How would you describe your game? Your dominance at the end of the Hapoel game as a 4 was impressive, your controlled the game. It was like that for 40 minutes. In this respect, it is possible to watch you at much higher levels. How do you see the possibility of returning to the NBA? Bonzie Colson: It has been my target since I came here. That’s my goal and also having played in Europe will help me when I get there. Playing in the NBA is easier than playing in Europe. There is more space. The three-second rule doesn’t exist here. There are many different rules. That’s why players are constantly changing places. Scoring is easier in the NBA. Because first of all, much more space is opening up. Also here are more systems. Every country has a system. A running game is being played in Spain. There is a game based on the physical struggle in Turkey. Every country has a different style of basketball. The NBA is opening up. There is a system, but you can’t be as aggressive as here. In Europe, you can be aggressive, push, hit, do a lot of things, but in the NBA you can’t do that. That’s why some of the players who play here look good there.
Traveling to Europe after your Bucks career… At what point did you decide it’s (the NBA) not working anymore? Bonzie Colson: I wouldn’t say it wasn’t working anymore. I was young, well I’m still young, so I decided I could do a year overseas and then come back (to the NBA). Scouts are still looking overseas, I could try something new. Then COVID hit, so I knew I was kind of in-between Europe and the NBA. So far has been a great opportunity. My goal is still to get back to the NBA for sure but I think it was great to do that and I’ve been doing well.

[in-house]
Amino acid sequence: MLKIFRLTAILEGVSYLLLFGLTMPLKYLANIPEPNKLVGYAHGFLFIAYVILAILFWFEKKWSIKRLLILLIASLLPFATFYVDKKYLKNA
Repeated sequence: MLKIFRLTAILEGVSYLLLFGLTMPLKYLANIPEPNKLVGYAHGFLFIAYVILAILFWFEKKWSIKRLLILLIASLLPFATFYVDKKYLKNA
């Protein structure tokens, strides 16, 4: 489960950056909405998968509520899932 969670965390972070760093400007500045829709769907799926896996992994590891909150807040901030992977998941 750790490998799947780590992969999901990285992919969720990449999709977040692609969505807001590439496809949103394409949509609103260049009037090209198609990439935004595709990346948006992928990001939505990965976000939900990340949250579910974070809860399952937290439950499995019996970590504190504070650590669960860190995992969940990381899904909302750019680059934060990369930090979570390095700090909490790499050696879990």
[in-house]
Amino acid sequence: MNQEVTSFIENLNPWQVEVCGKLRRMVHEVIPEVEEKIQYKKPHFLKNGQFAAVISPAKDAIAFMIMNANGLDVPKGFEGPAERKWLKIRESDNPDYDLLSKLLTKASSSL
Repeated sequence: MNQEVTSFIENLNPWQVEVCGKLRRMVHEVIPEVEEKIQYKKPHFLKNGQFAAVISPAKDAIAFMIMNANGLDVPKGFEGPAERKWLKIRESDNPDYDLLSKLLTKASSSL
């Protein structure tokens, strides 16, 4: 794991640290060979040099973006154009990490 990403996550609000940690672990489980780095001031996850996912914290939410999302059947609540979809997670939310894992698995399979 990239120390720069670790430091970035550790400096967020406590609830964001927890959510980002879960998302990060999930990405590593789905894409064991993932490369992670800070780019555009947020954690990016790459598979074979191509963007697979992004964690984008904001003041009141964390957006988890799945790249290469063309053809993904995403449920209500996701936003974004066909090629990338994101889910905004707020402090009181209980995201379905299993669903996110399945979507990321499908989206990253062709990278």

The National Basketball Association is offering virtual courtside seats on Meta’s $299 Oculus Quest 2 devices. The headsets were one of the most popular Christmas gifts in 2021, showing that people seem to be more willing than ever to give virtual reality a try. And businesses are trying to keep your eyeballs on their content by creating VR versions of their apps and games. The NBA experience is free and available on Meta’s Horizon Venues platform, which is a free software download for the Oculus headset. People appear as digital avatars, sort of like cartoon versions of their real selves, and watch an NBA game from a courtside perspective. It’s not Jack Nicholson’s Los Angeles Lakers seat at Crypto.com Arena or Spike Lee’s seat at Madison Square Garden, but it almost replicates the real thing.
As the Celtics were up 23-18 in the first quarter, one avatar approached me to ask for assistance on watching. I was confused at first, as my stream was fine, but it became clear the real person behind the avatar had a bad connection or was restricted due to local blackout rules. That prompted him to label the NBA’s metaverse experience “trash.” Moments later, I asked another avatar standing next to me what he thought of the experience. “This is dope,” responded the avatar named “TUtley.” “They need to get this for football.” The scenic views of Boston that appeared during game breaks were pretty impressive, too, and gave me a sense of being in the city where the game is played.